A couple of years ago my wife and I got to witness one of my best friends from college become an American citizen. We’d been pals since grad school, and finally, after nearly a decade living, going to school, and then working in the United States, she took the oath of citizenship.
To celebrate, we went to The Cheesecake Factory. I know what you might be thinking. Isn’t The Cheesecake Factory a little ordinary for this kind of celebration? It is, but she’s a fellow accountant, and we’re known to be frugal, penny-pinching types, if not outright miserly skinflints. So going to a fancy-schmancy place was out of the question.
I don’t remember the meal that much. I guess the food must not have all that impressive. But I remember the cheesecake. Oh, the cheesecake. Lined up and proudly displayed near the front entrance. A cornucopia of delectables. A veritable smorgasbord of delight.
And then I looked at the menu next to the cheesecakes and I saw the calories listed next to each flavor. And did a double-take. And a triple-take. One slice of this stuff was anywhere from 1,800 to 2,500 calories. Meaning one slice is probably all you should eat in one day. Unless you just eat lettuce for the rest of the day.
We all went ahead and got a slice. We were celebrating, after all. I can’t remember which kind I got, but it involved caramel and whipped cream and all sorts of other awesome unhealthiness. We returned to my friend’s house, where I had a bite or two. I then told myself I would spread the cheesecake out over the next week. But I didn’t. After my wife and I returned home, I put it in the fridge and tried not to think about it. But the siren’s call of the cheesecake drew me to it, and I promptly ate the rest.
The cheesecake at The Cheesecake Factory is extraordinary. Unbelievable. But it’s really not good for you at all. It was at this moment that I realized just how unrealistic the CBS show The Big Bang Theory was. I mean, it’s unrealistic for a lot of reasons (it’s a work of fiction) but one thing in particular is obviously inaccurate. The assorted nerds in that show eat regularly at The Cheesecake Factory. But if anyone did that in real life, they would all be morbidly, mind-blowingly obese.
I don’t eat dessert-type stuff regularly, but I do occasionally get it at a potluck, a cookout, or at work. Especially at work. As I enter the busiest time of year for a CPA, I can expect regular deliveries of sweets and so forth to the little firm I work for. Mostly from various lawyers we work with around town.
I’ve occasionally suspected that they do this to fatten us up so we can’t stand, and are forced to sit behind our desks, grinding out work for them. You’ve got to watch out for those shady lawyer types. They always have a hidden agenda.
In the past, I inevitably succumbed to the temptations of these desserts, which beckoned to me seductively in the breakroom every time I went for a cup of coffee. Which can be once or twice an hour. My work is dull, so I need lots of coffee to avoid falling asleep. Once I started using the Cronometer app, I realized just what I was doing to myself by grazing on these decadent distractions.
Now, desserts aren’t the worst thing. Alcohol probably is, as I mentioned in a previous piece. Some desserts involve a certain amount of fruit and grain, so they do have some nutritional value. Unfortunately, these nutrients are frequently buried in a minefield of processed sugar, making them rarely worth it.
Let’s start with the most common dessert I see sitting in the breakroom. Doughnuts. This is usually what we get from a client who doesn’t like us enough to get us something less ordinary or just suffers from decision fatigue when getting us food and goes for the most basic option. This is the dessert equivalent of getting a gift card.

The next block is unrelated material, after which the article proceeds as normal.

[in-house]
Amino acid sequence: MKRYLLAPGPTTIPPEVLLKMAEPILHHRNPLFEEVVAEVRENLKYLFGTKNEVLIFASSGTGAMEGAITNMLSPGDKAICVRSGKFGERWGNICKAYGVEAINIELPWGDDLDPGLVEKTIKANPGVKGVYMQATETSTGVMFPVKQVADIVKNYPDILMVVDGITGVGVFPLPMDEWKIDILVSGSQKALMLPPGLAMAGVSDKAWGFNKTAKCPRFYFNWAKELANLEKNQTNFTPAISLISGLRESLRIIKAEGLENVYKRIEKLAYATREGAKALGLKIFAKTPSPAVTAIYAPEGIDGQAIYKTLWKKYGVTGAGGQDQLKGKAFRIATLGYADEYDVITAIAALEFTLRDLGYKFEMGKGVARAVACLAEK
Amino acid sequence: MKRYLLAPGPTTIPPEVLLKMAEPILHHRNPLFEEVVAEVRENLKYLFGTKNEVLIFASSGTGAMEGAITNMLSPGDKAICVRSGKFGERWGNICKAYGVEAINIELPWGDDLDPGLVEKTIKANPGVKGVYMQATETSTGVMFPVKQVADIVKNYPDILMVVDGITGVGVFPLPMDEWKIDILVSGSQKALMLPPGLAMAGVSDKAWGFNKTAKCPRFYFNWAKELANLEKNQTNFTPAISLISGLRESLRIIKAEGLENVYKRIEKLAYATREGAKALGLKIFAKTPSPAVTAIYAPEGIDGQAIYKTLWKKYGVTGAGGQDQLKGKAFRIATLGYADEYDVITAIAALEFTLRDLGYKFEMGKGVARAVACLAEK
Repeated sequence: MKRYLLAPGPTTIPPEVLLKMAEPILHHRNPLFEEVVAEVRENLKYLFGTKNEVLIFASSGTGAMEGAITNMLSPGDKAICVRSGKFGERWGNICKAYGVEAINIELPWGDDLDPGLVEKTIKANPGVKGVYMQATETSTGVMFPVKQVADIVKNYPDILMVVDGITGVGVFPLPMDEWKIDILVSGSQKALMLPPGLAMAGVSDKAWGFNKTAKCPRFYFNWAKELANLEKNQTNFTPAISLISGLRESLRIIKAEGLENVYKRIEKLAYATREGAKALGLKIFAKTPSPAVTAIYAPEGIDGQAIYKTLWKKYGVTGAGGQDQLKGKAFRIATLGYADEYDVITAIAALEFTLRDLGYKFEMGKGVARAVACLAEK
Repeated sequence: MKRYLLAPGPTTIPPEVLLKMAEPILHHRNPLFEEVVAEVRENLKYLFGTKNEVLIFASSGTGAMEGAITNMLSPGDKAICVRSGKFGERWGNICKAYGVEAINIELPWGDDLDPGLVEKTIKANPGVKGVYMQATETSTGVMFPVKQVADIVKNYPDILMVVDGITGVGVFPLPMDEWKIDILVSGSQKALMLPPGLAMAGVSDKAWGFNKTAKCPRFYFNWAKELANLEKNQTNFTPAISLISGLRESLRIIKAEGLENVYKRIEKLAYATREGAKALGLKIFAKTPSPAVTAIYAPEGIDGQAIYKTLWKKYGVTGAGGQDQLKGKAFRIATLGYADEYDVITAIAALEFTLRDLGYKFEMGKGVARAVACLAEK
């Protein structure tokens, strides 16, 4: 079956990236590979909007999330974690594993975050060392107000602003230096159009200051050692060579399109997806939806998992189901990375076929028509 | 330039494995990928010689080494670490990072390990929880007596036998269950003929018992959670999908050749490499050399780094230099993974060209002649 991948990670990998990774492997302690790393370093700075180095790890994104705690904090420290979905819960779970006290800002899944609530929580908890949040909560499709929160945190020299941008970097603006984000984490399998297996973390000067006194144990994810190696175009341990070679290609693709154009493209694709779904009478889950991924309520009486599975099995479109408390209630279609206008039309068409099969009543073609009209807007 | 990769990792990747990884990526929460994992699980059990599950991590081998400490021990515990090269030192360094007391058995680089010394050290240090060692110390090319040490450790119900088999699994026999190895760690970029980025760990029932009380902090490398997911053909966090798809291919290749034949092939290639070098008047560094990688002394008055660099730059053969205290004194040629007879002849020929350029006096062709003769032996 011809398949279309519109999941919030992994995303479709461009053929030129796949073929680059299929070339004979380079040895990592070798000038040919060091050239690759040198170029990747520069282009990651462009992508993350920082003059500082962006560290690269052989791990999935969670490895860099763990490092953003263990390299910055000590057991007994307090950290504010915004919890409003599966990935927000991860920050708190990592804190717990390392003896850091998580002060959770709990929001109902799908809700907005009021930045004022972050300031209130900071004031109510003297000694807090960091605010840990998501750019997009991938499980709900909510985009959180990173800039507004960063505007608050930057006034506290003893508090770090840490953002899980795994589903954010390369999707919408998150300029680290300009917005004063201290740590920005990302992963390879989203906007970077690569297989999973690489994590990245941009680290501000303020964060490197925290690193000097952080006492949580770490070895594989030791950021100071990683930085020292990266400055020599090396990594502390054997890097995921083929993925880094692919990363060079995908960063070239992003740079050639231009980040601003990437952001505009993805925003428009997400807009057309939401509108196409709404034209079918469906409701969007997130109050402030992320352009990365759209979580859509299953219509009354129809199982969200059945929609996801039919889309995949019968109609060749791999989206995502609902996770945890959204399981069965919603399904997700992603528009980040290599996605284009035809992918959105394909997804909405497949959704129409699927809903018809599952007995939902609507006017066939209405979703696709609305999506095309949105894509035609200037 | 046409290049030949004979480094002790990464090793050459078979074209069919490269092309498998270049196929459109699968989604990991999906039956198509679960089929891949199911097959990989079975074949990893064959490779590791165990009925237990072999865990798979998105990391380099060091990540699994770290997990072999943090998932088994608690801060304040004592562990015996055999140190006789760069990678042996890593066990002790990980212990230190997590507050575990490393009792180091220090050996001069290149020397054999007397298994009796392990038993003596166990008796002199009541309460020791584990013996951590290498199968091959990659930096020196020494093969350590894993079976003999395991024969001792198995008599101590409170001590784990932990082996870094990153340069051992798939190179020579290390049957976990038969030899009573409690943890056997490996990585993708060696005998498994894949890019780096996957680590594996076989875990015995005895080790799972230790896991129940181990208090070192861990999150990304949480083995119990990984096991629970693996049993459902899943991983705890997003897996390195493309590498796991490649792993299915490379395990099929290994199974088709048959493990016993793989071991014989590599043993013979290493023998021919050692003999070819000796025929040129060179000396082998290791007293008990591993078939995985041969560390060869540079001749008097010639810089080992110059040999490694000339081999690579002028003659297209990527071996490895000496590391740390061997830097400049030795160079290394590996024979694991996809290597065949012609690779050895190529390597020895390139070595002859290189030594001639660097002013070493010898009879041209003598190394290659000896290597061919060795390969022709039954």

Your typical glazed doughnut carries about 250 calories and is heavy on saturated fat. It has a decent chunk of B vitamins and a smattering of minerals in it. And if you get the ones that are frosted or have nuts on them, go ahead and add another hundred or so calories. This may not seem like that much, but that’s only if you have one. Who can ever just have one? They’re lying there in the breakroom. Calling out to you. Tempting you to commit dietary infidelity and come live in sin with them. Just a couple can make a healthy day unhealthy.
Every now and then the shady lawyers will switch it up and give us muffins and danishes. Which are what they give us when they’re feeling unimaginative, but realized that they gave us doughnuts three weeks in a row and are worried we might realize how little they care about us.
This is not an improvement over doughnuts. Danishes and muffins are roughly the same as doughnuts in terms of calories, nutrients, and saturated fat. Muffins are actually worse, in a way. I remember a friend of mine (the same one I mentioned earlier, as it happens) serving me a muffin when we were studying at her house in college. I went to put some butter on it, and she looked horrified. She asked me if it was too dry. I gave her a confused look and said no. So she asked me why I was putting butter on it then, to which I gave her an even more confused look.
It’s a muffin, after all. Who doesn’t put butter on a muffin? Failing to do so is an affront to all that is good and decent and right. Peak blasphemy. Unfortunately, slapping on some butter will add about a hundred calories and very little else. But to not do so would be to disgrace my entire ancestry. Butter is necessary, and this makes muffins the worst of the dessert options that people who don’t actually like you might give as a gift.
Usually about three weeks into tax season, we’ll start getting cookies. This is good, in a sense, because the resultant sugar rush can offset the creeping fatigue and malaise that comes with working long hours being an accessory to government wealth confiscation. But now that I’m actually watching what I eat, I looked up what cookies do to you.
Turns out, cookies aren’t that bad. One normal-sized chocolate chip cookie is about 75 calories and the same goes for sugar cookies. Oatmeal raisin cookies are, unsurprisingly, better at about 65 calories. But there’s a problem. Eating oatmeal raisin cookies is safe and boring and kind of weird. It’s like taking your cousin to prom. I’m not going to look like a weirdo just to save ten calories.